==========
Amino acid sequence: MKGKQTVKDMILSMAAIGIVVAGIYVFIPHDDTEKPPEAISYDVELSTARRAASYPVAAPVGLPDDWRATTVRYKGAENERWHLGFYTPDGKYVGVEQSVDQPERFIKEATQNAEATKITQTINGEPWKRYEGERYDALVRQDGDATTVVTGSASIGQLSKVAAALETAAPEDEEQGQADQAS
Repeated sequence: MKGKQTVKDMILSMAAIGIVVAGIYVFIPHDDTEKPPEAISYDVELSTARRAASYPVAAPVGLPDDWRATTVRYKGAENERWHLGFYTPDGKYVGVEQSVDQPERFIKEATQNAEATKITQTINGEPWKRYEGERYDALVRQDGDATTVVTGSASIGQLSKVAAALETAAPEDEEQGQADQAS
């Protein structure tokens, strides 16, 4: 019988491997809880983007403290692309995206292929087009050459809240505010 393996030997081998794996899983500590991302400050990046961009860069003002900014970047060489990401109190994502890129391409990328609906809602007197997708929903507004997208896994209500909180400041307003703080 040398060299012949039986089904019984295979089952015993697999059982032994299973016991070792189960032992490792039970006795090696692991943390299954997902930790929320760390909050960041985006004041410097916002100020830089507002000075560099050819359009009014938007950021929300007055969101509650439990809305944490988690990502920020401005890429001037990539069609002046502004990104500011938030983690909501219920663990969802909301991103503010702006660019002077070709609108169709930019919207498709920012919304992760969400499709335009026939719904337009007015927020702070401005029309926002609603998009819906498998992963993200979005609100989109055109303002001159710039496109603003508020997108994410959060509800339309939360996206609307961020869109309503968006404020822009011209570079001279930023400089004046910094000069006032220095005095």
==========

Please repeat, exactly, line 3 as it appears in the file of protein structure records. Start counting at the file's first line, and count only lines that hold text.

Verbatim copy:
């Protein structure tokens, strides 16, 4: 019988491997809880983007403290692309995206292929087009050459809240505010 393996030997081998794996899983500590991302400050990046961009860069003002900014970047060489990401109190994502890129391409990328609906809602007197997708929903507004997208896994209500909180400041307003703080 040398060299012949039986089904019984295979089952015993697999059982032994299973016991070792189960032992490792039970006795090696692991943390299954997902930790929320760390909050960041985006004041410097916002100020830089507002000075560099050819359009009014938007950021929300007055969101509650439990809305944490988690990502920020401005890429001037990539069609002046502004990104500011938030983690909501219920663990969802909301991103503010702006660019002077070709609108169709930019919207498709920012919304992760969400499709335009026939719904337009007015927020702070401005029309926002609603998009819906498998992963993200979005609100989109055109303002001159710039496109603003508020997108994410959060509800339309939360996206609307961020869109309503968006404020822009011209570079001279930023400089004046910094000069006032220095005095």